farmers are always on the losing side. When the crop loss was 90%, it was shown at 25%. The PM Fasal Bima Yojana guidelines in Rajasthan for the 2021 Kharif season clearly mentioned that the crop-cutting method should be used to assess the loss. Yet the state authorities used satellite imagery,” a frustrated Puniya tells Newsclick.
In the crop-cutting method, according to Puniya, the agriculture supervisor along with other officials from the insurance company and the patwari take random samples of the crop from a patch of 5X5 metres and weigh it to assess if the produce is less than the set standards. Subsequently, a proportionate relief is released.
“Satellite imagery misses it completely,” he argues. “My crop might look intact in the rain from the outside with the grains looking fine but it has perished from the inside. The insurance agent will show us images that the crop was fabulous but we know that it was lost,” he says.
Farmers were also “denied hearing when insurance companies approached state technical committee instead of the district-level monitoring committee,” he alleges.
“Any farmer cannot go to Jaipur to see if his claim was disputed by the insurance company. When blocked the national highway for more than a day in protest, the district administration informed us that the Central authorities had taken note of the irregularities and asked the state government to rectify them but we haven’t gotten any relief,” Puniya further alleges.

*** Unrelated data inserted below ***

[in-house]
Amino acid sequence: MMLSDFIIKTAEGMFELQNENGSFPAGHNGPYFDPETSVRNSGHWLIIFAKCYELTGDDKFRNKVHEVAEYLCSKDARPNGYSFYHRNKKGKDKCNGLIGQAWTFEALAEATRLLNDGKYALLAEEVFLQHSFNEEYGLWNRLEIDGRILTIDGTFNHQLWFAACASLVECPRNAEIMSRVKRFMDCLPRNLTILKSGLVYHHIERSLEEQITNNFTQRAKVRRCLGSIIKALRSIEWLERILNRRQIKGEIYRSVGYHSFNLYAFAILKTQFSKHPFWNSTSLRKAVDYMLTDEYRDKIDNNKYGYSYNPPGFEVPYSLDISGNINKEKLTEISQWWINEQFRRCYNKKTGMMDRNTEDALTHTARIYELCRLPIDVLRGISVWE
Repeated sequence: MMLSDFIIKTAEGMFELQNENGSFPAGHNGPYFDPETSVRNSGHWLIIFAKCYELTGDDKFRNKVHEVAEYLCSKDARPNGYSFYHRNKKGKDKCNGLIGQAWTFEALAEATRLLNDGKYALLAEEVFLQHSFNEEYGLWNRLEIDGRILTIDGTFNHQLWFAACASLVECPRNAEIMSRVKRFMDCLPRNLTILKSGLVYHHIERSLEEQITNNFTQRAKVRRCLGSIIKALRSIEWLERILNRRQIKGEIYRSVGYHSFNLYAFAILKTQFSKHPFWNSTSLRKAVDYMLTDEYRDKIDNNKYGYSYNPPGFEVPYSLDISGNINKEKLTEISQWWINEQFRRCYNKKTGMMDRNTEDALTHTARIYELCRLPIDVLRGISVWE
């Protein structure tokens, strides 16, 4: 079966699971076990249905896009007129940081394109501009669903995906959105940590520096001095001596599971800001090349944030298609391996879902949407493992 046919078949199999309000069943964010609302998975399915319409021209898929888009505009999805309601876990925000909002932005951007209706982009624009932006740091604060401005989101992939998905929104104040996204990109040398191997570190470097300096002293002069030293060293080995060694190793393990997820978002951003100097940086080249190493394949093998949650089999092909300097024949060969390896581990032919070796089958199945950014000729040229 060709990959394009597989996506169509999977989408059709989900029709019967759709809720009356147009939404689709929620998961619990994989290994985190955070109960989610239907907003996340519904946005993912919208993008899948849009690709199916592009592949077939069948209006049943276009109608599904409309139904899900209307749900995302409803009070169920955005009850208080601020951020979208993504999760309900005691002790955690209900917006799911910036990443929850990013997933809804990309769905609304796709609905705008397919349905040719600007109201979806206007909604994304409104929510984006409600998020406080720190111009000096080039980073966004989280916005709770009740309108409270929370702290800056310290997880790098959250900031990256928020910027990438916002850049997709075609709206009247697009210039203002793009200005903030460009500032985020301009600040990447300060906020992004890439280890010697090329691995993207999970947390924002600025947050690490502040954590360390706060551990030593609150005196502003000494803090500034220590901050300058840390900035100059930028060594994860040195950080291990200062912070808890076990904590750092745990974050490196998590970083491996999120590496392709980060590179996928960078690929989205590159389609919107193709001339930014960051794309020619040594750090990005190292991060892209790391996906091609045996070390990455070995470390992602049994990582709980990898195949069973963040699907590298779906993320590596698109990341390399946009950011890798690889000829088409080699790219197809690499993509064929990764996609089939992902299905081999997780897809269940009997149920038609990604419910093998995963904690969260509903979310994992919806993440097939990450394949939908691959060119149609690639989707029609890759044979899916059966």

Ashok Dhawale, the president of All India Kisan Sabha (AIKS), alleges that the insurance scheme is “the biggest farce of the Narendra Modi government” and the “ultimate objective is corporate profit”.
“There’s a reason why we call it a farce. We saw how insurance companies ran away from their responsibility of paying claims,” he alleges referring to their response when farmers who lost crops during the floods in Maharashtra’s Beed district in October 2020 claimed insurance.
“When farmers affiliated with the All India Kisan Sabha approached an insurance company regarding claims, they were told that they were not eligible for claims as the loss should have been reported within 72 hours,” he alleges.
“The farmers said that all roads were flooded and they also found the insurance company’s office was itself inundated and
locked. When our pleas were rejected, we launched a struggle for claims and met the state agriculture secretary and minister to apprise them of our ordeal. They said that if the insurance company does not pay claims, the state government will not give its share. They received claims after two years,” Dhawale further alleges.
Dhawale adds that the government should do away with innate flaws in the scheme through onsite assessment.
“Insurance companies are employing strategies like remote sensing to deprive farmers of their claims. There should be an onsite inspection to assess the real-time loss,” he suggests.
“Second, companies take samples from a big cluster of villages. Suppose a few villages are hit by drought whereas others are completely fine. Now, the insurance company may choose the unaffected villages to portray that there was no crop damage/loss. Therefore, the unit for assessment should be smaller like a village.”